To the Editor, The Socialist Standard.

Much as I appreciate The Standard because of its Socialist uplift, I cannot jump the hurdles by switching over to the S.P.G.B. A member of the Labour Party because of its basic Socialism, yet, I recognise, like all associations, it is but human, and it is human to err within the capitalist system of life. I believe in Socialism, but, as a business man I am compelled to accommodate myself to capitalist methods, otherwise I should have to present myself to the P.A.C. The majority of trade unionists are just selfish individualists, much more selfish than ”bloated capitalists,” but primary fault is not theirs, neither is it mine because I have to live by capitalist methods. The entire fault lies in the system of life to which we are subordinate. It might be we could destroy it, or attempt to destroy it, in the same way as did the Russians (all praise to them), but it is obvious that cannot be. Tradition and due order is in our blood, and we cannot escape. If the British Communists have failed so dismally—as they have—in converting us, what chance has the S.G.P.B. in overturning "the system”? You will admit that your procedure up to now is gradualist. The probability is that, for many years you will be engaged in converting the people. When you have done this are you confident by political machinery of overturning capitalism? Do you calculate on the bankers, money changers and industrial chiefs sitting down quietly while you are putting them in their proper places? Has it ever occurred to you that they might provoke a bloody revolution? The Labour Party, with all its faults, has to keep in step with the people, and they are intensely gradualist. Even the victims of the social order have accommodated themselves to the dole life, and would shudder at the idea of creasing a policeman’s helmet. Why look to the Labour Party to adopt mock heroics? Let all the Left sections affiliate with the Labour Party. If they alone can see the light their place is inside so that their light may shine before men. My own mentality is very much on the militant side, but I would hesitate very long before being practically militant. Very few would follow me into the shambles! The larger number would look on, especially trade unionists, and if I failed, like Christ in His appearance before the judges, they would desert me and fly for their lives. I know, because I have had some. A “united front” is only a pious platitude. Trade Unionism, because of its inherent individual and collective selfishness arising from a capitalist mentality, rejects any unified vision, hence the best of two worlds is enjoyed. And the Socialist, almost in despair, keeps trudging along beseeching to be saved from his friends such as Knighted Trade Unionists, O.B.E.’s and “Socialist” peers.—Yours,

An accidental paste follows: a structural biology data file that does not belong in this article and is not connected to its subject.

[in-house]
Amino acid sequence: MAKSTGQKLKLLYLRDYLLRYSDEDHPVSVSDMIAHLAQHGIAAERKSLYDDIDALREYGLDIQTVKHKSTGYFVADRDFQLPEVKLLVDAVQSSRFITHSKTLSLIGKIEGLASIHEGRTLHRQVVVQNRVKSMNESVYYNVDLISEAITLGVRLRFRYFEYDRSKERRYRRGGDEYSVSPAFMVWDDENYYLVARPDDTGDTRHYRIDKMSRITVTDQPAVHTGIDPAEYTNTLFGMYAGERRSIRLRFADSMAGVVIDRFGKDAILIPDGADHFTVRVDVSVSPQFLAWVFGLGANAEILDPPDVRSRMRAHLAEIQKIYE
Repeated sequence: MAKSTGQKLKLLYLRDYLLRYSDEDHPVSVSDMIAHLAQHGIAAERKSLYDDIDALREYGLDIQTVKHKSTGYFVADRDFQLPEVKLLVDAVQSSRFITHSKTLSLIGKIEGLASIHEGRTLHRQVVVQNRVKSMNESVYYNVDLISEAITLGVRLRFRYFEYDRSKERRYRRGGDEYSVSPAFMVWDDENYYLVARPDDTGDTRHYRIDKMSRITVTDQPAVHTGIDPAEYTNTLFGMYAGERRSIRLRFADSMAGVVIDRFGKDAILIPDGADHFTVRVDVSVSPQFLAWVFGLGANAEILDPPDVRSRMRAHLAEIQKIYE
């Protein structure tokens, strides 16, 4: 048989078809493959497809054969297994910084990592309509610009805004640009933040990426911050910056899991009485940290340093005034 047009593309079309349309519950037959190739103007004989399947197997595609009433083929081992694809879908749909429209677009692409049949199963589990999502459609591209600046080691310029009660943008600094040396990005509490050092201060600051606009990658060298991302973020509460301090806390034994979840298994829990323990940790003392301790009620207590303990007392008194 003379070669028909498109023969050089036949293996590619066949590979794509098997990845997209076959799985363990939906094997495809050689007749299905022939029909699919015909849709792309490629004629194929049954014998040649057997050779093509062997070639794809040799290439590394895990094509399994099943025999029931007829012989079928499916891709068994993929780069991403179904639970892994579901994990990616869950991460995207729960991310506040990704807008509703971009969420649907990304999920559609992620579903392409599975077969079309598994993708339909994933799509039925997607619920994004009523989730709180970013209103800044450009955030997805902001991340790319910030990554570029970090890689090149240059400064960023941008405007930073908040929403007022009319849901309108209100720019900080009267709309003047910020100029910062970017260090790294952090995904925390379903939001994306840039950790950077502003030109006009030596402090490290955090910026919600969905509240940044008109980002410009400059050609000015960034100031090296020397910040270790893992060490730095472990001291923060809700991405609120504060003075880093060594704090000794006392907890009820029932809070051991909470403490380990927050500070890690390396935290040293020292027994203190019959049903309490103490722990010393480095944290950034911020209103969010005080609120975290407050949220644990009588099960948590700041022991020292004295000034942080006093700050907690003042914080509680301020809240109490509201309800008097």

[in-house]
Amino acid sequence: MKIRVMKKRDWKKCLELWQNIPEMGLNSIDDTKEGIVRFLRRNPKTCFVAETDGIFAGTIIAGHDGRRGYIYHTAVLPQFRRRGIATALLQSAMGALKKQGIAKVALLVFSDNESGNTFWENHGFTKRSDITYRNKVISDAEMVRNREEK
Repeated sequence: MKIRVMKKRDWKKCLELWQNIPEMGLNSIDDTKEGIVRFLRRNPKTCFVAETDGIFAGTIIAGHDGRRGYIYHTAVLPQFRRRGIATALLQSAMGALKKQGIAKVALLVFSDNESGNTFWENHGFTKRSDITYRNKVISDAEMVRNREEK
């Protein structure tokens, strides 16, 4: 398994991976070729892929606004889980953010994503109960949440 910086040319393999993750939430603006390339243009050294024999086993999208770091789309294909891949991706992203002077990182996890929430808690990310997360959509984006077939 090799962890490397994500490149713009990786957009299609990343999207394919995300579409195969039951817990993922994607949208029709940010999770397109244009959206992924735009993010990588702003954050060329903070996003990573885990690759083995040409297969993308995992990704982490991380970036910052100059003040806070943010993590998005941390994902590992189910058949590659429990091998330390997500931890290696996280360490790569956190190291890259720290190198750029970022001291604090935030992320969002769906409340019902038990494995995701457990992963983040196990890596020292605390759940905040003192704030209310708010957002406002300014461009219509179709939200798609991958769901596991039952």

Norman V. Reeves.
Co. Down.

Mr. Reeves begins his letter by saying that he is reluctant to jump the hurdle which separates the Labour Party from the S.P.G.B. He then airily leaps across another gigantic hurdle as if it didn’t exist at all, dismissing the case against the Labour Party with a light reference to “its basic Socialism" which, he thinks, is merely marred by a human tendency to err. This is the point at which Mr. Reeves should pause and begin his examination of the question. His assumption of a “basically Socialist" Labour Party is not warranted. The Labour Party’s programme of replacing shareholding in joint-stock companies by bond-holding in Public Utility Corporations is not Socialism, but capitalism. It leaves every important feature of capitalism untouched. Socialists are not supporters of it, but opponents.